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Should Preachers Like Mike Huckabee Run for Public Office?

A Unitarian minister says Americans have always been wary of electing 'reverend politicians,' and for good reason.

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Zubly was on a mission.  God, he believed, had called him to Congress to elevate America into a Christian nation. “A republican government,” Dr. Zubly avowed, “is little better than [a] government of devils.” Into the howling wind of a British military occupation, he irrelevantly preached that civil liberty was worthless as long as the people remained slaves to lust. The good reverend's political service to his country was short lived. His frustration with Congress's impious agenda drove Rev. Zubly home, first to Georgia and then into the arms of the Tories.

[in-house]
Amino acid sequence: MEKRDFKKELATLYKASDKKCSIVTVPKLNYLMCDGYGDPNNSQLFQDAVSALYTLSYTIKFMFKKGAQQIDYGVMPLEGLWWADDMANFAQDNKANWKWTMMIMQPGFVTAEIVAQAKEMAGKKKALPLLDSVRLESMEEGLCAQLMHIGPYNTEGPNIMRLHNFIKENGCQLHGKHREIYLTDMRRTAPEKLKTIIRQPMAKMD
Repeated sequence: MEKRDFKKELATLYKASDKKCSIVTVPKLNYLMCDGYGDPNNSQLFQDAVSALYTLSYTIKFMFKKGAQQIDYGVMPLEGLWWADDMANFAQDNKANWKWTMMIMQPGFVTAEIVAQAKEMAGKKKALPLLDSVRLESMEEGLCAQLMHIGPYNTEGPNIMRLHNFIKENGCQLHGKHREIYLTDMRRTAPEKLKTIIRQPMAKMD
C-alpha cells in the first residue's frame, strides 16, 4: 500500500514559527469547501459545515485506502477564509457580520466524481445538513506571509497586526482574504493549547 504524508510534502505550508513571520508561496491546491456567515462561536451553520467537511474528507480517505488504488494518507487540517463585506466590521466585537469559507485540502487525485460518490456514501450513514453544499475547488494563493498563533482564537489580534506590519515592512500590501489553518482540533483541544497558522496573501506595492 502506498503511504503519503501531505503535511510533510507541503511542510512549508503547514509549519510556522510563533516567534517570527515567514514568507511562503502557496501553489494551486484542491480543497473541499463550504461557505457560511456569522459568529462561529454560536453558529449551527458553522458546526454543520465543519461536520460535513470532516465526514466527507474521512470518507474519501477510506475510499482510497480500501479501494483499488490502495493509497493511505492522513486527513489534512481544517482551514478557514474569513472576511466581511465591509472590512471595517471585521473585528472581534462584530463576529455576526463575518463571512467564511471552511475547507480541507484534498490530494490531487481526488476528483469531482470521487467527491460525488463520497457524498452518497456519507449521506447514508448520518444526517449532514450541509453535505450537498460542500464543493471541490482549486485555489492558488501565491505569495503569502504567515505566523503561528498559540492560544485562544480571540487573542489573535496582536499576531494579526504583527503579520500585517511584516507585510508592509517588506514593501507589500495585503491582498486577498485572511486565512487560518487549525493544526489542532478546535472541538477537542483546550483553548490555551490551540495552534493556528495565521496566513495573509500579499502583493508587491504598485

Later, the Rev. John Witherspoon entered the Continental Congress, serving as ably there as he did in his role as president of Princeton College. Widely respected by his colleagues, he went on to sign the Declaration of Independence. Unlike Zubly, Witherspoon championed church-state separation. He was never tempted to confuse his clerical role with his political one.

 

Contrasting the first two clergymen to serve our nation in Congress offers a criterion by which modern reverend politicians like Huckabee should be judged. The question is not, “Are clergy capable of performing state business?” It is, “Are clergy able to subordinate the specific tenets of their faith to the broad demands imposed by their constitutional oath?” When he assumed his governmental duties, Witherspoon was able to look beyond the pages of his Bible; Zubly was not.

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